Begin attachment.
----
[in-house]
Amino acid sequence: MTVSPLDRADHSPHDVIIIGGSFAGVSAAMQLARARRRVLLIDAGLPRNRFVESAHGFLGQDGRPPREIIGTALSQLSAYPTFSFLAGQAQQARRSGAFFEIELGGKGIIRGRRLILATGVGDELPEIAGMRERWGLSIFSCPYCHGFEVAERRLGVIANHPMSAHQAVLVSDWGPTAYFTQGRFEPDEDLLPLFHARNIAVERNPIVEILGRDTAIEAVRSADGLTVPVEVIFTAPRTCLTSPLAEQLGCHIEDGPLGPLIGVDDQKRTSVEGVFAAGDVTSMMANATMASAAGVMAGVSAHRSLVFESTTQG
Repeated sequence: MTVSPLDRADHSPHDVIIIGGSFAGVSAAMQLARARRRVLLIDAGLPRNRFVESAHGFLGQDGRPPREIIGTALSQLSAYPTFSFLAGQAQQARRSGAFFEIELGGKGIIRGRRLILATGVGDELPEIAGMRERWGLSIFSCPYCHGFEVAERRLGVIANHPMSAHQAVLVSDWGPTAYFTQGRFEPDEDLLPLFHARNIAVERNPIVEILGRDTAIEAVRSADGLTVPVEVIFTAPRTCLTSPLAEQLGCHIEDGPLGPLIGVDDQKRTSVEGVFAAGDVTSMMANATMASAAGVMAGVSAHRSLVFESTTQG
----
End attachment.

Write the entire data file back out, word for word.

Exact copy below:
[in-house]
Amino acid sequence: MTVSPLDRADHSPHDVIIIGGSFAGVSAAMQLARARRRVLLIDAGLPRNRFVESAHGFLGQDGRPPREIIGTALSQLSAYPTFSFLAGQAQQARRSGAFFEIELGGKGIIRGRRLILATGVGDELPEIAGMRERWGLSIFSCPYCHGFEVAERRLGVIANHPMSAHQAVLVSDWGPTAYFTQGRFEPDEDLLPLFHARNIAVERNPIVEILGRDTAIEAVRSADGLTVPVEVIFTAPRTCLTSPLAEQLGCHIEDGPLGPLIGVDDQKRTSVEGVFAAGDVTSMMANATMASAAGVMAGVSAHRSLVFESTTQG
Repeated sequence: MTVSPLDRADHSPHDVIIIGGSFAGVSAAMQLARARRRVLLIDAGLPRNRFVESAHGFLGQDGRPPREIIGTALSQLSAYPTFSFLAGQAQQARRSGAFFEIELGGKGIIRGRRLILATGVGDELPEIAGMRERWGLSIFSCPYCHGFEVAERRLGVIANHPMSAHQAVLVSDWGPTAYFTQGRFEPDEDLLPLFHARNIAVERNPIVEILGRDTAIEAVRSADGLTVPVEVIFTAPRTCLTSPLAEQLGCHIEDGPLGPLIGVDDQKRTSVEGVFAAGDVTSMMANATMASAAGVMAGVSAHRSLVFESTTQG